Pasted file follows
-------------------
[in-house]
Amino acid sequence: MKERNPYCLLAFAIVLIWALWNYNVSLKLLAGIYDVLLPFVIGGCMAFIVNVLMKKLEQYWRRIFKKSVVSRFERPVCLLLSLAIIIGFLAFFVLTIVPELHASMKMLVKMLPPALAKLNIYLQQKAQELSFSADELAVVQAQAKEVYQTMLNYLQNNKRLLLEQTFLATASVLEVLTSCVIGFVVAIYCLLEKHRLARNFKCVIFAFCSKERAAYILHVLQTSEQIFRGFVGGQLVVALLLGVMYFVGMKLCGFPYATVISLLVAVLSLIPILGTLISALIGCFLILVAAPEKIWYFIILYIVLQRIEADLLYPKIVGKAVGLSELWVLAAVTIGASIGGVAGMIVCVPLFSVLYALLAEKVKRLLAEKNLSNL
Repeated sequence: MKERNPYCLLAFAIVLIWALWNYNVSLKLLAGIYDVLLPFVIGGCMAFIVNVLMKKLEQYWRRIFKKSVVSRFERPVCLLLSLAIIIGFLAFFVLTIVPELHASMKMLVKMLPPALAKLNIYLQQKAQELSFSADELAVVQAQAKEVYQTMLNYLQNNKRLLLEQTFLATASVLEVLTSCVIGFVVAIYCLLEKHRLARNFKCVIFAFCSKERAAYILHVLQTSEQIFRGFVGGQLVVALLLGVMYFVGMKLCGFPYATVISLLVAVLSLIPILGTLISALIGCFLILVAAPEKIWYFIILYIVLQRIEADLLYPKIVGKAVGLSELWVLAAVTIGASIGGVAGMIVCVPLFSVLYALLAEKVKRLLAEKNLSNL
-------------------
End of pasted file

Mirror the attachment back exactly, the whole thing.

[in-house]
Amino acid sequence: MKERNPYCLLAFAIVLIWALWNYNVSLKLLAGIYDVLLPFVIGGCMAFIVNVLMKKLEQYWRRIFKKSVVSRFERPVCLLLSLAIIIGFLAFFVLTIVPELHASMKMLVKMLPPALAKLNIYLQQKAQELSFSADELAVVQAQAKEVYQTMLNYLQNNKRLLLEQTFLATASVLEVLTSCVIGFVVAIYCLLEKHRLARNFKCVIFAFCSKERAAYILHVLQTSEQIFRGFVGGQLVVALLLGVMYFVGMKLCGFPYATVISLLVAVLSLIPILGTLISALIGCFLILVAAPEKIWYFIILYIVLQRIEADLLYPKIVGKAVGLSELWVLAAVTIGASIGGVAGMIVCVPLFSVLYALLAEKVKRLLAEKNLSNL
Repeated sequence: MKERNPYCLLAFAIVLIWALWNYNVSLKLLAGIYDVLLPFVIGGCMAFIVNVLMKKLEQYWRRIFKKSVVSRFERPVCLLLSLAIIIGFLAFFVLTIVPELHASMKMLVKMLPPALAKLNIYLQQKAQELSFSADELAVVQAQAKEVYQTMLNYLQNNKRLLLEQTFLATASVLEVLTSCVIGFVVAIYCLLEKHRLARNFKCVIFAFCSKERAAYILHVLQTSEQIFRGFVGGQLVVALLLGVMYFVGMKLCGFPYATVISLLVAVLSLIPILGTLISALIGCFLILVAAPEKIWYFIILYIVLQRIEADLLYPKIVGKAVGLSELWVLAAVTIGASIGGVAGMIVCVPLFSVLYALLAEKVKRLLAEKNLSNL